Origins: Nick Oltarsh and Restaurant Z 

An essay by the ROOM at Twelve and Lobby Bar chef about his painful induction into the restaurant industry

I got very lucky after graduating from cooking school, landing a job at what would become one of the most lauded restaurants in the United States. I'll call it Restaurant Z.

Restaurant Z was located in a hotel that was among the finest in New York City. The restaurant was opulent in feel and appearance; the cuisine was cutting-edge and extraordinary. The chef of Z was on the verge of great fame and copious accolades. Being asked to work at Z would be akin to a guy named Monet asking me to help him put some brushstrokes on a painting of water lilies.

Working in a high-end establishment such as Z was like being addicted to the painful pleasure of self-flagellation. Yelling and humiliation made up a great part of the day. I suspect the plan was to reduce my naïve spirit to a burnt chicken wing so I would rise like a phoenix from the cremated ash pile of my soul. I learned a lot at Z. I learned things that I didn't know I needed to learn and the place formed me better than almost any other place I could have landed. Each day I struggled mightily, simultaneously ashamed by my poor performance and incensed by my maltreatment. I had always done well in school, but now, in the real world of cooking, life sucked big time.

The job was demoralizing from day one. I am a tall fellow, and the chef pants that Z provided had particularly low rises, thereby creating the notorious plumber effect on my behind when I bent over. The restaurant's sinister and cruel French sous chef (we'll call him "FSC") seized upon this as a grievous failure of mine and emblematic of everything wrong with American cooks. He didn't say it outright, but he made it abundantly clear that he felt all Americans were fat, dumb, and ugly scalawags better suited to work at Dairy Queen whilst picking moist boogers from their noses. My butt crack issue reinforced these convictions, fueling a tremendous rage and desire to torture me as much as possible. I would venture to say that FSC treated me with about as much respect and compassion as a spotty brown banana peel. He would have been a fine addition to the staff at Abu Ghraib prison. It didn't help that I had very little kitchen experience, that I was not the quickest study, and that I struggled. FSC seemed to smell these shortcomings of mine and seized upon them as if I was a limping doe-eyed gazelle and he a famished hyena.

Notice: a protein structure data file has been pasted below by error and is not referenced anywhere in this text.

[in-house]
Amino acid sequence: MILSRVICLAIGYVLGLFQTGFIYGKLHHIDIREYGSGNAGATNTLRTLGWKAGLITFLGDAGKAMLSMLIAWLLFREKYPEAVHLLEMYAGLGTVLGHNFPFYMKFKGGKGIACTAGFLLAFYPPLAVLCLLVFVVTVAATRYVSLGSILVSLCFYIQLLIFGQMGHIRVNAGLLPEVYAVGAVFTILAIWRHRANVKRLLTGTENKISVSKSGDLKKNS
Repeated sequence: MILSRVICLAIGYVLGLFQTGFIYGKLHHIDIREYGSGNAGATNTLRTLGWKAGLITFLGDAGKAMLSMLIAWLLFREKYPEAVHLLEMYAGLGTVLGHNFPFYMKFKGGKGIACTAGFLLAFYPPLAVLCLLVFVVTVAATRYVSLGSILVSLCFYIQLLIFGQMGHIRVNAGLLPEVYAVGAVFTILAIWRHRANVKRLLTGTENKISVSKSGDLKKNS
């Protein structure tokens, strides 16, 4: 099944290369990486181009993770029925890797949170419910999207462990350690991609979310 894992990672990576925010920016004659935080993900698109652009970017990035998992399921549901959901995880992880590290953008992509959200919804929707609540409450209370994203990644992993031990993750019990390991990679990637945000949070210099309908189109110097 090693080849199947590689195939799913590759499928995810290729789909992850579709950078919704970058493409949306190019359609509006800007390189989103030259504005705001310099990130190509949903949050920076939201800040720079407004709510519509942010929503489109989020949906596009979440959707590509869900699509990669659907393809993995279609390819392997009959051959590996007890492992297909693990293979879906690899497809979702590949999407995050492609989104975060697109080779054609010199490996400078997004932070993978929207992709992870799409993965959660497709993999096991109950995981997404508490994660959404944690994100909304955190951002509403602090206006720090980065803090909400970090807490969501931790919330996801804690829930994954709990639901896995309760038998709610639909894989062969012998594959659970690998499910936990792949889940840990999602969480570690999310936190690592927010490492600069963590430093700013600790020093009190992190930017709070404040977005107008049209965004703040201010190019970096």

I dreaded Fridays. Typically I had a partner on the vegetable station every day because there was a great deal of work required to prepare the station for service. On Fridays I worked alone. Same work, same hard station, one newly formed culinarian (me) cooking for my very life in sweaty horror. I wouldn't sleep well the night before and I would feel sick to my stomach on the way to work. Upon arriving one painfully memorable day, I put a batch of lentils on the stove and, in my haste to do all my other chores, I accidentally let the lentils overcook. I put on another batch and then proceeded downstairs to the kitchen's food storage area. In a genius bit of design, the storerooms for the kitchen were three floors below the kitchen, separated by only an elevator: no staircase, no emergency exit, no fireman pole, nada. This same elevator was used by the housekeeping staff who needed to transport heaps of dirty linen from each and every floor to the sub basement and the fancy room service waiters who were busy delivering $30 rip-off burgers to the suites. I waited and waited forever for the elevator and finally it came. By the time I got downstairs, FSC was on hold for me on the house phone. I answered to a spew of verbal French hostilities and scathing venom. Evidently I had overcooked the stupid lentils yet again. I had this vision of FSC watching the lentils as they were cooking, waiting with bated breath — a huge grin on his face — for them to overcook so he could dispatch me like a fatted calf. I returned to the kitchen in shame, put on my third batch of lentils and, in my defeated and distraught state, I overcooked the third batch as well. That is when I found the most remote corner of the kitchen, turned my back to the madness, and released a multitude of bitter-as-endive tears to the glorious delight of FSC. I haven't cried in the kitchen since. Now I limit my tears to TV shows about baby elephants and their crazy little trunks, white-as-marshmallow Weddell seals, and dancing cartoon penguins that sing.

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